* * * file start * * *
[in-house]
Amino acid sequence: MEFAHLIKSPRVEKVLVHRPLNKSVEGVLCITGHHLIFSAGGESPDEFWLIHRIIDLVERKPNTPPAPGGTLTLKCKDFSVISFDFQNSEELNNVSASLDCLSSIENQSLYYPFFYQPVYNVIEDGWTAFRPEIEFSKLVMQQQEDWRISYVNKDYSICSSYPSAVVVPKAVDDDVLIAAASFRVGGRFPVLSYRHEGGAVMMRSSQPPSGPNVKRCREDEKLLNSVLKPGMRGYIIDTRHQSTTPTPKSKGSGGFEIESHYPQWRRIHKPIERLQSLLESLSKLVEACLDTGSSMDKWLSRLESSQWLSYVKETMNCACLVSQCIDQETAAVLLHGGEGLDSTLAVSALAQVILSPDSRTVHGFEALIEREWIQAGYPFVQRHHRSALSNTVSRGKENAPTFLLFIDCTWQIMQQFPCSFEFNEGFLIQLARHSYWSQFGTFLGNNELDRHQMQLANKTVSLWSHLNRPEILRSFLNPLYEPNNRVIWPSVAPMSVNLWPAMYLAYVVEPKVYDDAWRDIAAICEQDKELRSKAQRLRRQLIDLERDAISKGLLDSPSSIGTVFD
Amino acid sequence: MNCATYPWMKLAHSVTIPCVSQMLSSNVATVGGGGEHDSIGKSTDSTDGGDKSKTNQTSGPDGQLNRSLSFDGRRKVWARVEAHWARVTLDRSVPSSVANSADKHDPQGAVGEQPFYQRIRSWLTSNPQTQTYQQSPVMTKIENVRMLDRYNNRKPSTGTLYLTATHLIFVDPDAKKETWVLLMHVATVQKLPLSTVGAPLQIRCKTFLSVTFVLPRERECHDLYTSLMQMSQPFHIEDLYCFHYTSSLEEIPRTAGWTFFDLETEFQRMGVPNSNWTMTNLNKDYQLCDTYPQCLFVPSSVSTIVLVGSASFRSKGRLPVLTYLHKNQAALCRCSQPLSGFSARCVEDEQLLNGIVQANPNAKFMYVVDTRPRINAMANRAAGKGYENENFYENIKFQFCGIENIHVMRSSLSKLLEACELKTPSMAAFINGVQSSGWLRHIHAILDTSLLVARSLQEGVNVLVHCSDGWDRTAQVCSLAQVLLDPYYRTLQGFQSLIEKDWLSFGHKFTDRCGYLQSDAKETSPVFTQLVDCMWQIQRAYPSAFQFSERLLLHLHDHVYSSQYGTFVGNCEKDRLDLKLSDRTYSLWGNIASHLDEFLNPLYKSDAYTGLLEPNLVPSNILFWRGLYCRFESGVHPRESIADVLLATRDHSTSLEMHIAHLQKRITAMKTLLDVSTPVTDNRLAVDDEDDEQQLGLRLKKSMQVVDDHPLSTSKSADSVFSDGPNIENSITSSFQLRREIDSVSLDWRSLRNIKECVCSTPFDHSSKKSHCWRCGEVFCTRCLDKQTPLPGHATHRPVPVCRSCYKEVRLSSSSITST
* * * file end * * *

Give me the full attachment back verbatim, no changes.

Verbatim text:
[in-house]
Amino acid sequence: MEFAHLIKSPRVEKVLVHRPLNKSVEGVLCITGHHLIFSAGGESPDEFWLIHRIIDLVERKPNTPPAPGGTLTLKCKDFSVISFDFQNSEELNNVSASLDCLSSIENQSLYYPFFYQPVYNVIEDGWTAFRPEIEFSKLVMQQQEDWRISYVNKDYSICSSYPSAVVVPKAVDDDVLIAAASFRVGGRFPVLSYRHEGGAVMMRSSQPPSGPNVKRCREDEKLLNSVLKPGMRGYIIDTRHQSTTPTPKSKGSGGFEIESHYPQWRRIHKPIERLQSLLESLSKLVEACLDTGSSMDKWLSRLESSQWLSYVKETMNCACLVSQCIDQETAAVLLHGGEGLDSTLAVSALAQVILSPDSRTVHGFEALIEREWIQAGYPFVQRHHRSALSNTVSRGKENAPTFLLFIDCTWQIMQQFPCSFEFNEGFLIQLARHSYWSQFGTFLGNNELDRHQMQLANKTVSLWSHLNRPEILRSFLNPLYEPNNRVIWPSVAPMSVNLWPAMYLAYVVEPKVYDDAWRDIAAICEQDKELRSKAQRLRRQLIDLERDAISKGLLDSPSSIGTVFD
Amino acid sequence: MNCATYPWMKLAHSVTIPCVSQMLSSNVATVGGGGEHDSIGKSTDSTDGGDKSKTNQTSGPDGQLNRSLSFDGRRKVWARVEAHWARVTLDRSVPSSVANSADKHDPQGAVGEQPFYQRIRSWLTSNPQTQTYQQSPVMTKIENVRMLDRYNNRKPSTGTLYLTATHLIFVDPDAKKETWVLLMHVATVQKLPLSTVGAPLQIRCKTFLSVTFVLPRERECHDLYTSLMQMSQPFHIEDLYCFHYTSSLEEIPRTAGWTFFDLETEFQRMGVPNSNWTMTNLNKDYQLCDTYPQCLFVPSSVSTIVLVGSASFRSKGRLPVLTYLHKNQAALCRCSQPLSGFSARCVEDEQLLNGIVQANPNAKFMYVVDTRPRINAMANRAAGKGYENENFYENIKFQFCGIENIHVMRSSLSKLLEACELKTPSMAAFINGVQSSGWLRHIHAILDTSLLVARSLQEGVNVLVHCSDGWDRTAQVCSLAQVLLDPYYRTLQGFQSLIEKDWLSFGHKFTDRCGYLQSDAKETSPVFTQLVDCMWQIQRAYPSAFQFSERLLLHLHDHVYSSQYGTFVGNCEKDRLDLKLSDRTYSLWGNIASHLDEFLNPLYKSDAYTGLLEPNLVPSNILFWRGLYCRFESGVHPRESIADVLLATRDHSTSLEMHIAHLQKRITAMKTLLDVSTPVTDNRLAVDDEDDEQQLGLRLKKSMQVVDDHPLSTSKSADSVFSDGPNIENSITSSFQLRREIDSVSLDWRSLRNIKECVCSTPFDHSSKKSHCWRCGEVFCTRCLDKQTPLPGHATHRPVPVCRSCYKEVRLSSSSITST